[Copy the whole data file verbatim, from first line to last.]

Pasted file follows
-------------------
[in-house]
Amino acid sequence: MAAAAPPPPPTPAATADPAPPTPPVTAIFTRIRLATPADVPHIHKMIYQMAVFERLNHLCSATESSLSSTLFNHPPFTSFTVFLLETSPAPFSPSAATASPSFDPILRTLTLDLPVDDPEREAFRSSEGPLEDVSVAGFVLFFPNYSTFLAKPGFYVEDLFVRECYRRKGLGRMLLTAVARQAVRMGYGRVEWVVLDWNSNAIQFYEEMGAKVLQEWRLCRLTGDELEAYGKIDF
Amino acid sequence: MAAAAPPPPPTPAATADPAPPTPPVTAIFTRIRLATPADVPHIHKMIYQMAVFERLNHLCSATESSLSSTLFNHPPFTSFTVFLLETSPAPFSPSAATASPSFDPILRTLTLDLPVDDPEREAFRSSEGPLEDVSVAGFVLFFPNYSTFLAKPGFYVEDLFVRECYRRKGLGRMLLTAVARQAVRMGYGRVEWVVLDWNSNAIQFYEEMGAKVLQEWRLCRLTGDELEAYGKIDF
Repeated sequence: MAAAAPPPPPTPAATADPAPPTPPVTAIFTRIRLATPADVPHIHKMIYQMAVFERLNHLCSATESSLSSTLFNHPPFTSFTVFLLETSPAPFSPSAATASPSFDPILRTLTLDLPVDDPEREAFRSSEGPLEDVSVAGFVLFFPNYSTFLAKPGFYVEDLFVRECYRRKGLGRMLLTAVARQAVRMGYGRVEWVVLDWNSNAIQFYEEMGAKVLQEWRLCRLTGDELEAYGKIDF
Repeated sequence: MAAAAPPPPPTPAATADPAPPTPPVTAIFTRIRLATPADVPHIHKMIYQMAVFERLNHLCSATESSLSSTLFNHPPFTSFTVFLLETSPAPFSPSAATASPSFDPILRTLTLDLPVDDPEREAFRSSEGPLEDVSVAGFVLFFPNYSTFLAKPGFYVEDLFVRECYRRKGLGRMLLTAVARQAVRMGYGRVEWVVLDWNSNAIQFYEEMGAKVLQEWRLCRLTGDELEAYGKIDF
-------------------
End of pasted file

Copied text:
[in-house]
Amino acid sequence: MAAAAPPPPPTPAATADPAPPTPPVTAIFTRIRLATPADVPHIHKMIYQMAVFERLNHLCSATESSLSSTLFNHPPFTSFTVFLLETSPAPFSPSAATASPSFDPILRTLTLDLPVDDPEREAFRSSEGPLEDVSVAGFVLFFPNYSTFLAKPGFYVEDLFVRECYRRKGLGRMLLTAVARQAVRMGYGRVEWVVLDWNSNAIQFYEEMGAKVLQEWRLCRLTGDELEAYGKIDF
Amino acid sequence: MAAAAPPPPPTPAATADPAPPTPPVTAIFTRIRLATPADVPHIHKMIYQMAVFERLNHLCSATESSLSSTLFNHPPFTSFTVFLLETSPAPFSPSAATASPSFDPILRTLTLDLPVDDPEREAFRSSEGPLEDVSVAGFVLFFPNYSTFLAKPGFYVEDLFVRECYRRKGLGRMLLTAVARQAVRMGYGRVEWVVLDWNSNAIQFYEEMGAKVLQEWRLCRLTGDELEAYGKIDF
Repeated sequence: MAAAAPPPPPTPAATADPAPPTPPVTAIFTRIRLATPADVPHIHKMIYQMAVFERLNHLCSATESSLSSTLFNHPPFTSFTVFLLETSPAPFSPSAATASPSFDPILRTLTLDLPVDDPEREAFRSSEGPLEDVSVAGFVLFFPNYSTFLAKPGFYVEDLFVRECYRRKGLGRMLLTAVARQAVRMGYGRVEWVVLDWNSNAIQFYEEMGAKVLQEWRLCRLTGDELEAYGKIDF
Repeated sequence: MAAAAPPPPPTPAATADPAPPTPPVTAIFTRIRLATPADVPHIHKMIYQMAVFERLNHLCSATESSLSSTLFNHPPFTSFTVFLLETSPAPFSPSAATASPSFDPILRTLTLDLPVDDPEREAFRSSEGPLEDVSVAGFVLFFPNYSTFLAKPGFYVEDLFVRECYRRKGLGRMLLTAVARQAVRMGYGRVEWVVLDWNSNAIQFYEEMGAKVLQEWRLCRLTGDELEAYGKIDF